“In the EU, the copyright directive, which aims to address this lack of a level playing field, is in the process of being transposed into national legislation of the member states”, it goes on. “It is hoped that the UK government will implement some similar initiatives and/or legislation to address the issue in the UK”.

And songwriter group The Ivors Academy says in its submission: “Platforms that host user-generated content, such as YouTube and TikTok, are hugely successful. There is no reason why, barring the standard copyright exceptions (eg for parody and education) they should not be liable for hosting unauthorised content”.

“UK legislation needs to keep pace with technological developments”, it adds, “and big tech companies have the resources and capacity to ensure that creators’ rights are upheld”.

Needless to say, despite unity on this issue in the music community, some in the tech sector are calling for caution when it comes to the UK adopting EU-style safe harbour reform. Lawmakers should wait and see if article seventeen has any of the unintended consequences predicted by YouTube et al, they argue.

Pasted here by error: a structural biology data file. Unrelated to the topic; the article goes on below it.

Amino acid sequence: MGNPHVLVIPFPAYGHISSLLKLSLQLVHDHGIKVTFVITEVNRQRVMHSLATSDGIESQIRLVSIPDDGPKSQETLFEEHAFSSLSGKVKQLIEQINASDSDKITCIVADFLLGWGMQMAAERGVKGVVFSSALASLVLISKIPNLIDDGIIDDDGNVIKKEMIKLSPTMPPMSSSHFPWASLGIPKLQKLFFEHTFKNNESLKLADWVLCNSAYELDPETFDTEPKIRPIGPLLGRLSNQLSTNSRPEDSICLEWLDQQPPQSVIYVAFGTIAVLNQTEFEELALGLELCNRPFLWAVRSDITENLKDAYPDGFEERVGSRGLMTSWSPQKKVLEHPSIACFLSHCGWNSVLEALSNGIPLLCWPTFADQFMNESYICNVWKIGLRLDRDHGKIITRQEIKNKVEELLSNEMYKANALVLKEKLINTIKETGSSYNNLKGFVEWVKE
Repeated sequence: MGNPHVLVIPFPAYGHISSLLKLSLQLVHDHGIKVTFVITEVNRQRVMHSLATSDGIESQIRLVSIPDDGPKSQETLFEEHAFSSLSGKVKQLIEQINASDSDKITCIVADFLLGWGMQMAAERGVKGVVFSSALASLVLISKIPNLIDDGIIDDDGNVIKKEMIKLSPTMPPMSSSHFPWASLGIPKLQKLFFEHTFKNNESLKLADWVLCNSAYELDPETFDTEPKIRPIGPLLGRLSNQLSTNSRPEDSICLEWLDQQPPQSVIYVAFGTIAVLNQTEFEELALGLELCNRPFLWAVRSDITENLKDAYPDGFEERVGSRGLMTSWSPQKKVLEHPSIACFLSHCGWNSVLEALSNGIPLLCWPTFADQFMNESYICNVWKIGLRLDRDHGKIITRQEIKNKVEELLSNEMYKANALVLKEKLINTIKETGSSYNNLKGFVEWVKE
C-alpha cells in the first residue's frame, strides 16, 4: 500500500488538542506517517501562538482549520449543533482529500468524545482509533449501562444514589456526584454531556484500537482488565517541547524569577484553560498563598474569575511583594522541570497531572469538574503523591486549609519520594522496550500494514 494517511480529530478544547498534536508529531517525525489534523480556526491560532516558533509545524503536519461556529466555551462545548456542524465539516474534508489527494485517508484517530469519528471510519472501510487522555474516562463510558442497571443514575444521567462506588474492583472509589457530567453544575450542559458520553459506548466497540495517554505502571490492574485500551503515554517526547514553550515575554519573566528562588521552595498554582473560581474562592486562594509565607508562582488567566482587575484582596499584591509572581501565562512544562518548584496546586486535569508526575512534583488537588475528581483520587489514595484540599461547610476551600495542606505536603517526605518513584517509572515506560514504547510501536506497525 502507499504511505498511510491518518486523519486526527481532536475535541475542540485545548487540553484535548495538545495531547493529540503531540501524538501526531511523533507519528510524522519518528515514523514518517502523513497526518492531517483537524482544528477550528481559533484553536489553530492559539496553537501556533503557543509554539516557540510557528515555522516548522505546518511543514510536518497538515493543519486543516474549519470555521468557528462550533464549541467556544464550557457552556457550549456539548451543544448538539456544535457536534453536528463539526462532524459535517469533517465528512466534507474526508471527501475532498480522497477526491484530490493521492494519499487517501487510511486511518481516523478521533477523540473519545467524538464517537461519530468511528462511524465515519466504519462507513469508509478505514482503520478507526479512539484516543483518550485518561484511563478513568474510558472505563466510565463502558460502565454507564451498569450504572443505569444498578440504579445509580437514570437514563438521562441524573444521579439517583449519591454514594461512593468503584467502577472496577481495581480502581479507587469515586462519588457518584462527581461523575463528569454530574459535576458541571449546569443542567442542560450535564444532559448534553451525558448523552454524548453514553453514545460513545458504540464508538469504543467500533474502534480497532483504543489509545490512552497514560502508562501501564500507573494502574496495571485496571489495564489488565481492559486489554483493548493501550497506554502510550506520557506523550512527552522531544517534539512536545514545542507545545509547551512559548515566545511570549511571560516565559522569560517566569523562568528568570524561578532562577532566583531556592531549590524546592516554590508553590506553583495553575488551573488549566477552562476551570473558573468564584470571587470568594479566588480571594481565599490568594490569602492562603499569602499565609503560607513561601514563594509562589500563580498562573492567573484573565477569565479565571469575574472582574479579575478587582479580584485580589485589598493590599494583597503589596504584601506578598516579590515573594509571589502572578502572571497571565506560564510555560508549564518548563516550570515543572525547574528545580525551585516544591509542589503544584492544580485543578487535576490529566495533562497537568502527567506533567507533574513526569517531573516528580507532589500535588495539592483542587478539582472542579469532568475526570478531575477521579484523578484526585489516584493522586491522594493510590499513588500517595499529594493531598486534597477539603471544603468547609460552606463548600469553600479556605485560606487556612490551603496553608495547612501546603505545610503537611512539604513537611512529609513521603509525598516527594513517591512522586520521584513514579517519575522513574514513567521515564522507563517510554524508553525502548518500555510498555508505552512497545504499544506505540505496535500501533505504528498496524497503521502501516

Says YouTube itself in its submission: “While article seventeen is still in the local transposition process (and therefore no tangible effects can yet be ascertained), we are concerned that any overbroad implementation of legislation of that type may lead to vague, untested requirements that could result in online services needing to over-block content to mitigate potentially significant legal risk”.

“Such an overbroad implementation would also risk lowering the revenue to traditional media and music companies from YouTube and will potentially devastate the many creators, artists and songwriters who have built their businesses on our platform”, it reckons.

Of course, we should also note that there were other music-relevant articles in the copyright directive beyond safe harbour reform, most of which deal with issues we’ve already discussed around transparency and fair remuneration.

These articles tend to benefit artists and songwriters more than labels and publishers. And those organisations repping artists and songwriters would like, it probably goes without saying, to make sure those other elements of the directive are also considered by lawmakers in the UK.

The Council Of Music Makers – which brings together the likes of the MU, Ivors Academy, FAC, MPG and MMF – states it simply in its submission: “The broad principles of the copyright directive should be adopted to enshrine the liability of online platforms in UK law and include provisions around greater transparency, improved contract terms and fairer pay for creators and performers”.

You can follow all our coverage of the Parliamentary inquiry into the economics of streaming via this CMU timeline here.